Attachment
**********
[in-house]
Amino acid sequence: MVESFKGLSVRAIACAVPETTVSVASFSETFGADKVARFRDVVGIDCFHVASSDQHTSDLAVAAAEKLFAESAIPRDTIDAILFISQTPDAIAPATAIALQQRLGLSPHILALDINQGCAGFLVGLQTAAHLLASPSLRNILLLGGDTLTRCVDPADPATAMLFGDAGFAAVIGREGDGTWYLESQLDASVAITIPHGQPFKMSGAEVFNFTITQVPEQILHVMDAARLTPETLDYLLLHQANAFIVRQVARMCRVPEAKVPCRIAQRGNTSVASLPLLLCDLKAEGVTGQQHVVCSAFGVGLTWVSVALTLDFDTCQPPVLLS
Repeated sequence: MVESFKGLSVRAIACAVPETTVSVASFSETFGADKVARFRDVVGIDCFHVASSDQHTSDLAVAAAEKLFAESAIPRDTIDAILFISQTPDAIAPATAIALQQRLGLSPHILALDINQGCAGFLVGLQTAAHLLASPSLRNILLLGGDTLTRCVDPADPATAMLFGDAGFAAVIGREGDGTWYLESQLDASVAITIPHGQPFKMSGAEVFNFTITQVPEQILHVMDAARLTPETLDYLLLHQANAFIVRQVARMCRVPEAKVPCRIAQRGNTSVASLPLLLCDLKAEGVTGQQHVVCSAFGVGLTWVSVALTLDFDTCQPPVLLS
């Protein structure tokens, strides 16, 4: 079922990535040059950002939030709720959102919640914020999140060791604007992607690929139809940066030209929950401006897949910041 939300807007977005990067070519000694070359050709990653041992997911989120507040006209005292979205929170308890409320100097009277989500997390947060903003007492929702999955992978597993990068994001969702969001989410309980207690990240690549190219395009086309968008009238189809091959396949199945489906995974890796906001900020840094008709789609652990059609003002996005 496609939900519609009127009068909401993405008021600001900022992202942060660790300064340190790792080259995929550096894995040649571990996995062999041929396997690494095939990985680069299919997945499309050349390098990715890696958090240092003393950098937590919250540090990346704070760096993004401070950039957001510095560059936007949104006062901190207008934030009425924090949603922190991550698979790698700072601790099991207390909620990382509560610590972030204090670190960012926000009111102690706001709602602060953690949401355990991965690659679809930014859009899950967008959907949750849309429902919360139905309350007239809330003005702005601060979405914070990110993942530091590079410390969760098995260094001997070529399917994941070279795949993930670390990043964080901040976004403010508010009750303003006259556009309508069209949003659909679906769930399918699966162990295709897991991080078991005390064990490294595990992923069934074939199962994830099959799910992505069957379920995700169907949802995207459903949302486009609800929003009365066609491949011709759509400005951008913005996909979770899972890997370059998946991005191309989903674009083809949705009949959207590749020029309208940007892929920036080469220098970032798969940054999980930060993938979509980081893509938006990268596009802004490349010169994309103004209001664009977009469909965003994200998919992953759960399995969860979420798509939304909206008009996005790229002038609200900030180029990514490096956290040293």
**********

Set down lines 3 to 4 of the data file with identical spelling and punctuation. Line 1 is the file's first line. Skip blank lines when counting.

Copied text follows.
Repeated sequence: MVESFKGLSVRAIACAVPETTVSVASFSETFGADKVARFRDVVGIDCFHVASSDQHTSDLAVAAAEKLFAESAIPRDTIDAILFISQTPDAIAPATAIALQQRLGLSPHILALDINQGCAGFLVGLQTAAHLLASPSLRNILLLGGDTLTRCVDPADPATAMLFGDAGFAAVIGREGDGTWYLESQLDASVAITIPHGQPFKMSGAEVFNFTITQVPEQILHVMDAARLTPETLDYLLLHQANAFIVRQVARMCRVPEAKVPCRIAQRGNTSVASLPLLLCDLKAEGVTGQQHVVCSAFGVGLTWVSVALTLDFDTCQPPVLLS
């Protein structure tokens, strides 16, 4: 079922990535040059950002939030709720959102919640914020999140060791604007992607690929139809940066030209929950401006897949910041 939300807007977005990067070519000694070359050709990653041992997911989120507040006209005292979205929170308890409320100097009277989500997390947060903003007492929702999955992978597993990068994001969702969001989410309980207690990240690549190219395009086309968008009238189809091959396949199945489906995974890796906001900020840094008709789609652990059609003002996005 496609939900519609009127009068909401993405008021600001900022992202942060660790300064340190790792080259995929550096894995040649571990996995062999041929396997690494095939990985680069299919997945499309050349390098990715890696958090240092003393950098937590919250540090990346704070760096993004401070950039957001510095560059936007949104006062901190207008934030009425924090949603922190991550698979790698700072601790099991207390909620990382509560610590972030204090670190960012926000009111102690706001709602602060953690949401355990991965690659679809930014859009899950967008959907949750849309429902919360139905309350007239809330003005702005601060979405914070990110993942530091590079410390969760098995260094001997070529399917994941070279795949993930670390990043964080901040976004403010508010009750303003006259556009309508069209949003659909679906769930399918699966162990295709897991991080078991005390064990490294595990992923069934074939199962994830099959799910992505069957379920995700169907949802995207459903949302486009609800929003009365066609491949011709759509400005951008913005996909979770899972890997370059998946991005191309989903674009083809949705009949959207590749020029309208940007892929920036080469220098970032798969940054999980930060993938979509980081893509938006990268596009802004490349010169994309103004209001664009977009469909965003994200998919992953759960399995969860979420798509939304909206008009996005790229002038609200900030180029990514490096956290040293």